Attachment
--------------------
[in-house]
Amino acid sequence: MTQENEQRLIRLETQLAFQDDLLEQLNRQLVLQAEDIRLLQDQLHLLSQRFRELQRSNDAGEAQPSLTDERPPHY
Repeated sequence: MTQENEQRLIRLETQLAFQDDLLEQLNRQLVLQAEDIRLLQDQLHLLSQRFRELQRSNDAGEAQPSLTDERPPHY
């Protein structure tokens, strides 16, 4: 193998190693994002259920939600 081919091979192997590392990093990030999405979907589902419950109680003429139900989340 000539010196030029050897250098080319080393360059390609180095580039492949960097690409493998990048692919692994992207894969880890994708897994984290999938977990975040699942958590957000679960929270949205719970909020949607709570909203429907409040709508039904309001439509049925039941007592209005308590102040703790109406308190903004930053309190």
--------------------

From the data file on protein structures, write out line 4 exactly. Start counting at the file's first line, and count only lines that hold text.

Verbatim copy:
């Protein structure tokens, strides 16, 4: 193998190693994002259920939600 081919091979192997590392990093990030999405979907589902419950109680003429139900989340 000539010196030029050897250098080319080393360059390609180095580039492949960097690409493998990048692919692994992207894969880890994708897994984290999938977990975040699942958590957000679960929270949205719970909020949607709570909203429907409040709508039904309001439509049925039941007592209005308590102040703790109406308190903004930053309190």